World today is enamoured of Chandrayaan, Mars Mission and upcoming Gaganyan: Dr Jitendra Singh
Addressed the India Leads-2021 Summit on “Future of India-Oceania Space Technology Partnerships”
Calls for involvement of academia, industry and the startup community forming an ecosystem for enhanced India-Oceania engagement
New Delhi, Union Minister of State for Atomic Energy and Space Dr Jitendra Singh on September 15 said that India is fast emerging as World Space Hub for cost-effective launch of satellites.
Speaking at the India Leads-2021 Summit organised by Federation of Indian Chamber of Commerce and Industry (FICCI) in New Delhi, he said India has earned worldwide recognition for launching lunar probes, building satellites, ferrying foreign satellites up and has even succeeded reaching Mars with Mangalyaan being there continuously for a number of years.
Dr Jitendra Singh said over the past few years, Space Industry is emerging as one of the most lucrative industries globally and demand for Nano, micro and mini satellites and re-usable and small satellite launch vehicle systems are anticipated to drive the market.
He informed that Indian Space Research Organisation (ISRO) has forged a strong relationship with many industrial enterprises, both in the public and private sector, to implement its space projects. With the ISRO undertaking the development of cutting-edge technologies and interplanetary exploratory missions, there is a tremendous scope in contributions to the realisation of operational missions and new areas such as satellite navigation.
Dr. Singh said while India is becoming a major player in the world comity of nations, it is a matter of pride that India’s ascent to the top will be contributed to a large extent by its superiority in the Space capabilities. World today is enamored of Chandrayaan, Mars mission and upcoming Gaganyan, the Minister added.
He said ever since Narendra Modi took over as Prime Minister, India’s Space Technology is being applied in diverse fields and sectors to bring “ease of living” for common man. Space and satellite technology is today being extensively used in railways, road and bridge construction, agriculture, soils, water resources, forestry and ecology, housing, tele-medicine, disaster management and accurate weather forecast to name a few, he added.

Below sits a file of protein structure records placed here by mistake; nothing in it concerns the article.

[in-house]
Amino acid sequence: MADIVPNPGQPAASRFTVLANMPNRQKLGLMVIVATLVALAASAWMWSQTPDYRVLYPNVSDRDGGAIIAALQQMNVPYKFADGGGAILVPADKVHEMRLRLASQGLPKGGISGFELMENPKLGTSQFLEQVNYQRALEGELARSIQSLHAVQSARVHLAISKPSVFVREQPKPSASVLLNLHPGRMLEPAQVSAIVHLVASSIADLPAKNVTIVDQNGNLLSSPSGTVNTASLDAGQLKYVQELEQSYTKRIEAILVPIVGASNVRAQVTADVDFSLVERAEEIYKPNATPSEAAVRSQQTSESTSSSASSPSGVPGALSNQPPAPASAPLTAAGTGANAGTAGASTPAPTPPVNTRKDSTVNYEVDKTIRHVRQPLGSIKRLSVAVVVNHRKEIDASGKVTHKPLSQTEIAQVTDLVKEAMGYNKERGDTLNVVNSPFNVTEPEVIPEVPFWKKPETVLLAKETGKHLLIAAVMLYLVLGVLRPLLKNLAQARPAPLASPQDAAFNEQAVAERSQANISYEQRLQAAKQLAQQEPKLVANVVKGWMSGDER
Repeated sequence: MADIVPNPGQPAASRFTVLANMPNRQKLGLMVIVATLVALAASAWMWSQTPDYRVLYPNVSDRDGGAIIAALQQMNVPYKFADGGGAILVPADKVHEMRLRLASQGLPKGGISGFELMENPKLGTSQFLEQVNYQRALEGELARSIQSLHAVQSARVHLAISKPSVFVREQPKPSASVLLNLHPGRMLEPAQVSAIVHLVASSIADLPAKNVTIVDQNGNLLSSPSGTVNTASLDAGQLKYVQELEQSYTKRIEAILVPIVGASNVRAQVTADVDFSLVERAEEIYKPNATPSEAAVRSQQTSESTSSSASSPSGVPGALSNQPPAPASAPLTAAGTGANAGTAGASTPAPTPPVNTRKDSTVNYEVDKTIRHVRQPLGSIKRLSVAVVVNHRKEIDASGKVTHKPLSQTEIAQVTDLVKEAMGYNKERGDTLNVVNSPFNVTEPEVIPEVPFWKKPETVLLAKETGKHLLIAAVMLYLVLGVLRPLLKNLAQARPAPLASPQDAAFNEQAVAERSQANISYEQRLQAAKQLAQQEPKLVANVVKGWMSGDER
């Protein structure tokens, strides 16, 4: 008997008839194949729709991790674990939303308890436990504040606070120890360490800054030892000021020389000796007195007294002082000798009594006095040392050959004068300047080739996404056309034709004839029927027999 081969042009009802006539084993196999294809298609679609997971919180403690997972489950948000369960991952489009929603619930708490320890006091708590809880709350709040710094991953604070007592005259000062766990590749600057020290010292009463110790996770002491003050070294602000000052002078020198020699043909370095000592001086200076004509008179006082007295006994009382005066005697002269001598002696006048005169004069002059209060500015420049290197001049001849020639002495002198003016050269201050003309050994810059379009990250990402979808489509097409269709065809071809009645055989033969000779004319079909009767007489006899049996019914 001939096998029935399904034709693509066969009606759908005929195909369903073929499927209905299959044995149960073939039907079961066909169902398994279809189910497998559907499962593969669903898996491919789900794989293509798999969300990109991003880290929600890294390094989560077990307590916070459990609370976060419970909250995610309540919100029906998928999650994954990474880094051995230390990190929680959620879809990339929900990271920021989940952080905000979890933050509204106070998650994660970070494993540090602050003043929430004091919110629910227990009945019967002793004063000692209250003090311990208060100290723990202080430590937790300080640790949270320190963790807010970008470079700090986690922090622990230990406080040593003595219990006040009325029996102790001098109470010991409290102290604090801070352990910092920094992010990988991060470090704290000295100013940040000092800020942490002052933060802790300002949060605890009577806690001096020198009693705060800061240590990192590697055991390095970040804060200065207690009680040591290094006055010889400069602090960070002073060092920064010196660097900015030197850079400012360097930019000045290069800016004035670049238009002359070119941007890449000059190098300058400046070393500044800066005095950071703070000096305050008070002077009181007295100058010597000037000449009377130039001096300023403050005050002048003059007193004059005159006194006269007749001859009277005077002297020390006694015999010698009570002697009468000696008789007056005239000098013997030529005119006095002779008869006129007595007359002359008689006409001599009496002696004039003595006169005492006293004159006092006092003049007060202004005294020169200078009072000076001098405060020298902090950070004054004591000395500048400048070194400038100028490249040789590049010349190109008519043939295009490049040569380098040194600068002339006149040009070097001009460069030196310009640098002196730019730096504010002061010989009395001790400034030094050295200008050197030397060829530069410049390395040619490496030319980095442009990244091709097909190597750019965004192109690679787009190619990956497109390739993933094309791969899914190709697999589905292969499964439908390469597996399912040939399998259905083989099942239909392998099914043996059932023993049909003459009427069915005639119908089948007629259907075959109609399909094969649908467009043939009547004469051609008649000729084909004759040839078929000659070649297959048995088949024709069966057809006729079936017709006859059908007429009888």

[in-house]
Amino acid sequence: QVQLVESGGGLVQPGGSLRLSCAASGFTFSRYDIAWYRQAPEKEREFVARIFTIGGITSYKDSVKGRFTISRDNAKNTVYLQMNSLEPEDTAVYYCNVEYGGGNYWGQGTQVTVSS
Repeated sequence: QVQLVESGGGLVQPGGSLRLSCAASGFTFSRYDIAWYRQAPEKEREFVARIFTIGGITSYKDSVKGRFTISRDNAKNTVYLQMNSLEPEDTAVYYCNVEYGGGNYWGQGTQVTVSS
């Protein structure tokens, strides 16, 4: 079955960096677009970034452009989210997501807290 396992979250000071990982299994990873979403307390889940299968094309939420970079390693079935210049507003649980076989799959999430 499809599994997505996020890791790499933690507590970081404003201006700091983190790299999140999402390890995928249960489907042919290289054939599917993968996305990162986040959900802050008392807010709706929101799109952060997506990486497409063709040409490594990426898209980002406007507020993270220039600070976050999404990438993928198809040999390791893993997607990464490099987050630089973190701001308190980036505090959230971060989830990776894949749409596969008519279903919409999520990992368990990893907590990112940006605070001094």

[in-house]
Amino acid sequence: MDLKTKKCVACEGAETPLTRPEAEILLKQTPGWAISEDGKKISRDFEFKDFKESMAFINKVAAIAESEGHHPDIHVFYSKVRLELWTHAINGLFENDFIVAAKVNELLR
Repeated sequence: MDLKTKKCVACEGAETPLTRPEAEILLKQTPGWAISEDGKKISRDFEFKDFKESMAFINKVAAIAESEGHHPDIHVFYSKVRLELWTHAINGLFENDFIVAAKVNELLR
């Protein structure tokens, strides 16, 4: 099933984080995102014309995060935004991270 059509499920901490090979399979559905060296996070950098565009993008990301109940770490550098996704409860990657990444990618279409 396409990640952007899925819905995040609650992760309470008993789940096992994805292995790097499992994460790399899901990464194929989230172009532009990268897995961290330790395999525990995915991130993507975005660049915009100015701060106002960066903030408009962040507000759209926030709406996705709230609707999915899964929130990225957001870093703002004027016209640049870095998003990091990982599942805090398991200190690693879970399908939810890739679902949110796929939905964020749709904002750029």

Referring to the topic of the Summit “Future of India-Oceania Space Technology Partnerships,” Dr. Singh said India is all set to become the hub for the small satellite launch market, which is estimated to be valued at around USD38 billion by 2027.
He added that Australia and New Zealand on the other hand have emerging capabilities in design and manufacture of nano-and micro-satellites including high performance optics, radio communications systems, optical communications systems and on-board data handling manoeuvring.
He said, other Oceania countries such as New Zealand and Pacific island countries can collaborate with India and can jointly develop and identify space technological solutions and innovative products to explore partnerships and joint ventures.
The Minister emphasised that there is an opportunity for both regions to collaborate and work on joint projects in some of these areas, with the involvement of academia, industry and the startup community forming an ecosystem for enhanced engagement. Such partnerships can also help global defence companies expand their businesses, he added.
Dr Singh said, while Australia is a world leader in the use of remote sensing technologies, India and Oceania countries can collaborate by conducting regular training courses by several training institutions in both regions and share best practices with each other in this technology.
He said, Australia and India have been partnering since 1987 to support data calibration and laser raging for Indian satellites, launching Australian satellites, and conducting joint research. The Minister also noted with satisfaction that the Australian Space Agency is working closely with the ISRO on India’s first manned mission into space, Gaganyaan, sprucing up its temporary ground station tracking facilities in Australia for the mission.
Dr. Singh informed that India has signed various cooperative agreements and Memoranda of Understanding (MoU) with other countries and organizations as an initiative to expand its international outreach. He said the areas of cooperation are mainly concerned with remote sensing of the earth, airborne synthetic aperture radar, maritime domain awareness, satellite communication, launch services, space exploration, space law and capacity building.
The Minister highlighted some of the key achievements of Indian Space industry like India’s first space observatory, ASTROSAT four years in space and has more than 900 registered users from 24 countries, a major milestone in 2017 with a successful record-setting launch of 104 satellites on a single rocket, India’s most powerful launch vehicle, GSLV-MK III capable of launching four tonnes of satellites into Geosynchronous Transfer Orbit (GTO) was successfully launched in July, 2019.
He also pointed out that India has launched several space missions and explorations. The country has to its credit – 109 spacecraft missions, 77 launch missions, 10 student satellites, two Re-entry missions and 319 foreign satellites, he added.
Dr Sangita Reddy, Immediate Past President, FICCI and Joint Managing Director, Apollo Hospitals; Anthony Murfett, Deputy Head, Australian Space Agency, Australia; Jason Held, CEO, Saber Astronautics, Australia; Dr D Radhakrishnan, CMD, New Space India Limited (NSIL); Professor Andy Koronios, CEO & Managing Director, SmartSat CRC, Australia and Vikram Chandra, Founder Editorji Technologies graced the occasion.